Greetings Humans of Landlord Broadband, Thank you for subscribing to our quarterly newsletter which aims to keep you updated on what we have been getting up to, and what has been moving and shaking in our industry. We hope you find this edition informative and a useful check-in. We look forward to hearing from you in the future.
What’s going on in our Industry?
Throughout the year 2019, we have watched the property market be constantly affected by the uncertainty of Brexit.
Legal: Over the last quarter, it has been revealed that a recent Court of Appeals case has highlighted that taking action to recover rent without an expert understanding or advice can be fraught with risks for landlords, Walker Morris’ team have commented on this, “The ability to forfeit a lease and recover possession is a landlord’s ultimate remedy. However, the law of forfeiture is complex and can involve significant traps for the unwary. This case, therefore, makes essential reading for landlords who wish to preserve and protect the right to forfeit.” But what does it mean to forfeit? – It is the landlord’s right to bring the lease to an end early when a tenant is in breach of its obligations, including non-payment of rent. A landlord can waive a right to forfeit by unequivocally confirming the existence of the lease and communicating this confirmation to the tenant.
Technology: In recent months, Property Technology (PropTech) has been discussed in both positive and negative lights. Bernard Carr, a contributor to Forbes, has most recently discussed a number of technological trends that are disrupting the Real Estate sector. One of these technologies is named “Big Data”, which is about gathering sensitive data and historical documents to protect all building types. This data can range from fire safety to telecommunications which will then be translated into proactive maintenance. Including information like this available for tenants allows for the discovery of a possible issue with the equipment before anything happens, and a plus side of this allows the landlord and tenants to stay happy! You can read more about technologies that are disrupting the real estate industry here.
Financial: An article published in late 2019 by PlaceTech discussed the Future of Real Estate Finance – One of the major financial developments within the real estate sector is the growth of bridge lending. Gross annual lending in this space hit £5.6bn in Q2 2019, according to the West One Bridging Index (WOBI). That has been a steady rise from just £1.7bn in Q2 2013. LendInvest, for example, was launched as a direct response to a shortage of short-term loans around the time of the financial crisis. Among its products, it offers up to 75% LTV on bridging loans of up to 18 months. It also covers other areas banks are wary of considering, including development finance. But technology isn’t the only thing. In current years, numerous cryptocurrencies have tried to tokenise real property: essentially selling blocks of buildings to investors. But none of these have taken off, and part of the trouble is the absence of regulations in the crypto market.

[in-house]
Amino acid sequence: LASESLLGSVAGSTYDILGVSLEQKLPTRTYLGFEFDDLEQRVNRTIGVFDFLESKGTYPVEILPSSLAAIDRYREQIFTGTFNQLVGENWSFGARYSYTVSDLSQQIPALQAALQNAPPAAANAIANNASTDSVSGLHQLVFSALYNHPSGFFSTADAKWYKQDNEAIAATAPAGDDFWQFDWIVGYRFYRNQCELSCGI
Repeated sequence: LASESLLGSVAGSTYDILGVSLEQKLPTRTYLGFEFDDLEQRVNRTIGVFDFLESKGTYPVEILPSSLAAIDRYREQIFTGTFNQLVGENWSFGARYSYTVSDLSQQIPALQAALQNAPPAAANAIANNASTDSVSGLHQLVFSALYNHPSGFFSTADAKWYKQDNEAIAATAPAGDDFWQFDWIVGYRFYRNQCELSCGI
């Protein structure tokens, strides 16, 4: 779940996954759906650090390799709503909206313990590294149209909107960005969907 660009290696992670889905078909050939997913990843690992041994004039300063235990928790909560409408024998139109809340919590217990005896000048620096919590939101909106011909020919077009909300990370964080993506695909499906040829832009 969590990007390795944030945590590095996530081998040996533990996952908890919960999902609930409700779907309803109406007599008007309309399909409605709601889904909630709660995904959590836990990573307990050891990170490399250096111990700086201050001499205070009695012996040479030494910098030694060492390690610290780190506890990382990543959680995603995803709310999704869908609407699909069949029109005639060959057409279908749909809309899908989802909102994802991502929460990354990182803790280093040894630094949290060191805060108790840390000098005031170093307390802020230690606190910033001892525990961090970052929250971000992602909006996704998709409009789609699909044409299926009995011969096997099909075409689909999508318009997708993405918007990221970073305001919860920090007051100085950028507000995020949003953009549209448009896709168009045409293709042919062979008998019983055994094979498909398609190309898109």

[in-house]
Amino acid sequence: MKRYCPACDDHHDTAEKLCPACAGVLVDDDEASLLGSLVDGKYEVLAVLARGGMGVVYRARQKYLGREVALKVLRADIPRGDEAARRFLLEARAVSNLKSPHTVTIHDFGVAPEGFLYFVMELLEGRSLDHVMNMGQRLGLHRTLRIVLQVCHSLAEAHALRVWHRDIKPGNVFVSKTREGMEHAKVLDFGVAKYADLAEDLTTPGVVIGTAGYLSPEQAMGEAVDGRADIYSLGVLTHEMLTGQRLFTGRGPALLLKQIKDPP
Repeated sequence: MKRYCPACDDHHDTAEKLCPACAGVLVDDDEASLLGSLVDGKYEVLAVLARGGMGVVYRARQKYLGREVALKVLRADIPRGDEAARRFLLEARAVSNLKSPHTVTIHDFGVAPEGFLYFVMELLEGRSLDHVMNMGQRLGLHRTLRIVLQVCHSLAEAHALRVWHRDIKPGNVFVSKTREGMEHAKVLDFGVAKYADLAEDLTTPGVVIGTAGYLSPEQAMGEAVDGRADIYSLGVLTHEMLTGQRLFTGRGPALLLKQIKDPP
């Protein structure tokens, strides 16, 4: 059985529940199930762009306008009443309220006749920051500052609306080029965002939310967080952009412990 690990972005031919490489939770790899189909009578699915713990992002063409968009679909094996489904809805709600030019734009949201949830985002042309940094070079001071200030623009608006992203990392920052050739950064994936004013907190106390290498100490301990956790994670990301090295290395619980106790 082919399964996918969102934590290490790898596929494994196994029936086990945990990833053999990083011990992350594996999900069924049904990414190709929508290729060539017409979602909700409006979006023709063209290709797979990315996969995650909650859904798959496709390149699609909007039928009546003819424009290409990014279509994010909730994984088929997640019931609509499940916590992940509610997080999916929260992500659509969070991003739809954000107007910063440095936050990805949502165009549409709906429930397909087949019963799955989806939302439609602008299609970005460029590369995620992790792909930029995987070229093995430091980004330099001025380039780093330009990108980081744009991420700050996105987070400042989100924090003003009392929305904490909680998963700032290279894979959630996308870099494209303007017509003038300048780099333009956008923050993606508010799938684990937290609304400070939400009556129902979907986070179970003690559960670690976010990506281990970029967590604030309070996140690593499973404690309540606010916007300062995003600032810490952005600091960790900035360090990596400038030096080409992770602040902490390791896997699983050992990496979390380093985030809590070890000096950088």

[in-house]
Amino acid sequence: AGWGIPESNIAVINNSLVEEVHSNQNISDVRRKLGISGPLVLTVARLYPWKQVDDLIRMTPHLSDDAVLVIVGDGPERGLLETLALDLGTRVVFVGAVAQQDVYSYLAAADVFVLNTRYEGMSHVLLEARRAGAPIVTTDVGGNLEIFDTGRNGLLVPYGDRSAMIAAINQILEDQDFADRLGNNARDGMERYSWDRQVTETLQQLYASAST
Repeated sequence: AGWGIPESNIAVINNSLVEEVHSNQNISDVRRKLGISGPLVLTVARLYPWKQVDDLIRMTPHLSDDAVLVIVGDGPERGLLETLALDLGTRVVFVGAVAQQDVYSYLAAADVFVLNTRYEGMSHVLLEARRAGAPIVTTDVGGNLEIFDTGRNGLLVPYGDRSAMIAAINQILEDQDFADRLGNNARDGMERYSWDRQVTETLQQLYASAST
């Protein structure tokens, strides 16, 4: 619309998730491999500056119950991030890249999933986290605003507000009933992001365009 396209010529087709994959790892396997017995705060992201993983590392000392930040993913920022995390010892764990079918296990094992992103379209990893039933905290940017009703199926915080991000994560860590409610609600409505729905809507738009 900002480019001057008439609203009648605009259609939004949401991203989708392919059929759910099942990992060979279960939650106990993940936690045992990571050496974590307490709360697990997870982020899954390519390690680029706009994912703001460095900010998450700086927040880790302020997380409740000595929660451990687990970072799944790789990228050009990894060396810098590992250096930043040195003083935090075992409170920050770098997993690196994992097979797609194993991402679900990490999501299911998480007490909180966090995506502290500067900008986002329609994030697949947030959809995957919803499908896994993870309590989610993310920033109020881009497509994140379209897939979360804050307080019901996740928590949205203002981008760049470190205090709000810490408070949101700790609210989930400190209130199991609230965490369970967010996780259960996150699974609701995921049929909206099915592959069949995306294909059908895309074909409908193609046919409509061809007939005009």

What are we working on?
Letting Agents: Since our previous newsletter, Letting Agents have continued to scramble to regain stability following last year’s letting fee ban, and the loss of income which therefore affected the majority of agents. It could be argued there has been a lack of morale among letting agents in a couple of months, with one survey finding that 10% of agents have lost one-third of their revenue after the ban, with as little as 15% who have found alternate sources of income to bridge the gap and prevent any losses. It’s important however to recognise there are positives within the sector as well! Propertymark has been regularly in the news for their charity fundraiser “The great agent sleepout” where over 100 agents have slept rough for a night in order to raise over £66,000 for homeless charity Centrepoint. Technological developments continue to be the place of optimism for letting agents, with new apps and property portals launching this year in a hope to give the industry the boost it needs!
Landlords: Since the beginning of the year, many changes have been proposed for landlords. One of the main changes being the abolition of Section 21, which is a legislation that allows landlords the right to give ‘no-fault evictions’. Landlords throughout the country have widely opposed this change in legislation (NLA). In January, the Government blocked Liverpool’s controversial selective licensing scheme, as there was insufficient evidence of there being a low demand for housing in the city, which was just one of the criteria for the implementation of the scheme (RLA). The MHCLG announced that it has plans to dedicate £112 Million to address the problem of rough sleeping in the UK (NLA), and the government has issued mandatory five-year electrical safety checks, which will be enforced from July 2020, and will undoubtedly help to ensure the safety of tenants in private rental properties. On a positive note, however, the housing secretary has proposed the idea that responsible tenants should be allowed pets in rental properties (The Negotiator), as only 7% of rental properties are currently advertised as animal-friendly. Regarding the NLA and RLA merger, the two companies are still operating as separate entities, but are still planning to merge in 2020, collectively representing over 80,000 landlords(NRLA)!